Today’s reading: Matthew 11-12.
Oh, my brethren, what we want today in the churches is violence, not violence against each other, but violence against death, and hell, against the hardness of other men’s hearts, and against the sleepiness of our own. Charles Spurgeon
Some Bible verses stump even the experts, and today’s passage includes one of them. I’m no expert, but after reading and meditating on these few words I appreciate the difficulty of understanding them. Jesus is talking about John the Baptist when he makes a comment about the kingdom of heaven.
“I tell you the truth: Among those born of women there has not risen anyone greater than John the Baptist; yet he who is least in the kingdom of heaven is greater than he. From the days of John the Baptist until now, the kingdom of heaven has been forcefully advancing, and forceful men lay hold of it. For all the Prophets and the Law prophesied until John. And if you are willing to accept it, he is the Elijah who was to come.” Matthew 11:11-14, NIV
It’s the twelfth verse which causes consternation. Words about force or violence. Here are some other translations.
And from the days of John the Baptist until now, the kingdom of heaven suffereth violence, and the violent bear it away. Douay-Rheims
And from the days of John the Baptist until now the kingdom of heaven suffereth violence, and the violent take it by force. King James
From the days of John the Baptist until now the kingdom of heaven has suffered violence, and men of violence take it by force. RSV
In the Greek, the kingdom of heaven “biazo kai biastes harpazo autos harpazo.” Biazo can be an active verb, meaning to use force, or a passive verb, meaning to be forced or to have it forced upon you. Kai biastes refers to the ones who use force, the forceful or violent ones. Harpazo autos harpazo explains that they snatch the kingdom by grasping it. Thus, the kingdom of heaven is either (1) forcing itself as forceful men take hold of it or (2) being forced or acted upon violently by forceful violent men who grab it.
Jesus’ words about the kingdom of heaven rose out of his discussion of John the Baptist. John, in prison for criticizing the moral failures of Herod, sent messengers to Jesus to confirm whether he was truly the Messiah. Jesus sent word back to John that one only needed to see the miracles he was doing to know the answer. Jesus then went on to explain John’s role as the messenger who prepared the way for the Messiah. Jesus said that up until the time of John’s arrival there had been no greater man than John. Jesus called this the time of the Law and the Prophets. He went on to say that in spite of his greatness John was less than the least man in the kingdom of heaven, the new age initiated by Jesus and based on the new covenant of grace. Jesus made John the dividing line between the old and the new covenants.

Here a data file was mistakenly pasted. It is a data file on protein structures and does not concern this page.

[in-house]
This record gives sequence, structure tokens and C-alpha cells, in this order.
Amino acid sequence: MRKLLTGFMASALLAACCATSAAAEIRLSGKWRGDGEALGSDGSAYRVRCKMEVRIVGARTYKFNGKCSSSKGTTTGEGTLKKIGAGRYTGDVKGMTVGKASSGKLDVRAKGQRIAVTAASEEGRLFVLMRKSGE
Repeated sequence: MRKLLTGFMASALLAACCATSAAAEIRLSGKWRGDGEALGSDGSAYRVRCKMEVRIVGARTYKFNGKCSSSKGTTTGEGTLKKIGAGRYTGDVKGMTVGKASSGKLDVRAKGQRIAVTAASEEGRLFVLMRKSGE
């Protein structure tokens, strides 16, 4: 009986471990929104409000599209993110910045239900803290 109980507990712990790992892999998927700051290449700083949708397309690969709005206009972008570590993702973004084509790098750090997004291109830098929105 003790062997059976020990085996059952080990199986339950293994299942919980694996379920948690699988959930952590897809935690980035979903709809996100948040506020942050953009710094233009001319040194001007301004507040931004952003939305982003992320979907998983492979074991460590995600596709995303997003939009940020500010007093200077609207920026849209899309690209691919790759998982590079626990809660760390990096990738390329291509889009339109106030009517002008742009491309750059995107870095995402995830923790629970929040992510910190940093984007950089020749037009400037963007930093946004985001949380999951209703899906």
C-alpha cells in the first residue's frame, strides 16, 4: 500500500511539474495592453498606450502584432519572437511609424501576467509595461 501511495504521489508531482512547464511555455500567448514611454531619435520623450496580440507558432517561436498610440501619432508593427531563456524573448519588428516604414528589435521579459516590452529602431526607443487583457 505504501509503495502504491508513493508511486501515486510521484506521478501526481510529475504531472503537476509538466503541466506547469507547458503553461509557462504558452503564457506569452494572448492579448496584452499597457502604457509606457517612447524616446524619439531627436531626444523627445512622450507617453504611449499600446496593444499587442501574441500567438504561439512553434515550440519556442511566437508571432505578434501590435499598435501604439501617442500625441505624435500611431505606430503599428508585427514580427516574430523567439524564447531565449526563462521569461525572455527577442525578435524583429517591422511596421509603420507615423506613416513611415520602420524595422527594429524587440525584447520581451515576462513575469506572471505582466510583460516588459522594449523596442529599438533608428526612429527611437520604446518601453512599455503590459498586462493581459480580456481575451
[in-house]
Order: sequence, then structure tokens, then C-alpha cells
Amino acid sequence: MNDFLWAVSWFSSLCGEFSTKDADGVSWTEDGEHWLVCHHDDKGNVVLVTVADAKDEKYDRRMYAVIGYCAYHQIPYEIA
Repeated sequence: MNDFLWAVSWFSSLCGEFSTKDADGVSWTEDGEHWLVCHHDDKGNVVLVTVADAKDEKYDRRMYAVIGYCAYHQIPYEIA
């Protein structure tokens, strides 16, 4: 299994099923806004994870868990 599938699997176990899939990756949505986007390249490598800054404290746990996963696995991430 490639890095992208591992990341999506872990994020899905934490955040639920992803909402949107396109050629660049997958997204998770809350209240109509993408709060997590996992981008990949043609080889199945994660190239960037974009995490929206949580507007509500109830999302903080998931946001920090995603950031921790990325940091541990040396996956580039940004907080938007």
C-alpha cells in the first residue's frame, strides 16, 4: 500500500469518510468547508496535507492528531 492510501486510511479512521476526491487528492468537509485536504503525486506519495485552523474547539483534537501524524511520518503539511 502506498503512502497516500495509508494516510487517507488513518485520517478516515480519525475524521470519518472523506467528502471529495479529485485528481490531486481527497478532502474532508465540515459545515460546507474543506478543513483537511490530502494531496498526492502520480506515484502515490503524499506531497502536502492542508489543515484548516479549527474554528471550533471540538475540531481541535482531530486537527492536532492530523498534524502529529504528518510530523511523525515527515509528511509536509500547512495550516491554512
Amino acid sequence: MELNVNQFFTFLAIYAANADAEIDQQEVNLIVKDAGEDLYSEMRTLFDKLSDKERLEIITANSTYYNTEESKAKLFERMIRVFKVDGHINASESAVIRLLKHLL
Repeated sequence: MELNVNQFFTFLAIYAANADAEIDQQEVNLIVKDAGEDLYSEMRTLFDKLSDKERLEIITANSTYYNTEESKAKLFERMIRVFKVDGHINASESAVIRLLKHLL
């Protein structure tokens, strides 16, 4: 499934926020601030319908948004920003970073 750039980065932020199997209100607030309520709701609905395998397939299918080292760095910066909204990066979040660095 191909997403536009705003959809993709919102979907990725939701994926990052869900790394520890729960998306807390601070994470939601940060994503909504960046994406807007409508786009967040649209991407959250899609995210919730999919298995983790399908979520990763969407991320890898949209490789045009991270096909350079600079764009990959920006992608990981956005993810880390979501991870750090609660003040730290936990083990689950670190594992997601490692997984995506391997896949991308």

So the kingdom of heaven is the new age of grace based on Jesus’s ministry of teaching, miracles, sacrificial death on the cross, and resurrection. Jesus’ arrival caused a major upheaval spiritually, politically, culturally, and in many other ways. The kingdom of heaven was caught up in that upheaval, propelling it and being propelled by it. Luke’s gospel gives another angle on this same statement by Jesus about the kingdom and how it was changing:
“The Law and the Prophets were proclaimed until John. Since that time, the good news of the kingdom of God is being preached, and everyone is forcing their way into it.” Luke 16:16 NIV
On the one hand we get a picture of the kingdom advancing forcefully as a result of the work of John and Jesus. People were responding to the message and taking hold of the promises. It’s unlikely that they were all believers, but they were a huge crowd pressing forward to learn more. In contrast to the eager crowd there were strong men opposed to the message who were pushing back against it, men like Herod, who violently murdered John, and men like the religious leaders who would soon kill Jesus. Perhaps there is truth in both these interpretations of the twelfth verse. I like William Barclay’s interpretation of this passage, which states that the forceful opposition to the gospel required an equal or greater force of devotion among believers.
It is likely that we will get the full meaning of this difficult saying by putting together the recollection of Luke and Matthew. What Jesus may well have said is: “Always my Kingdom will suffer violence; always savage men will try to break it up, and snatch it away and destroy it; and therefore only the man who is desperately in earnest, only the man in whom the violence of devotion matches and defeats the violence of persecution will in the end enter into it.” It may well be that this saying of Jesus was originally at one and the same time a warning of violence to come and a challenge to produce a devotion which would be even stronger than the violence. William Barclay, Daily Study Bible
Image “The Beheading of St. John the Baptist,” by Caravaggio, 1608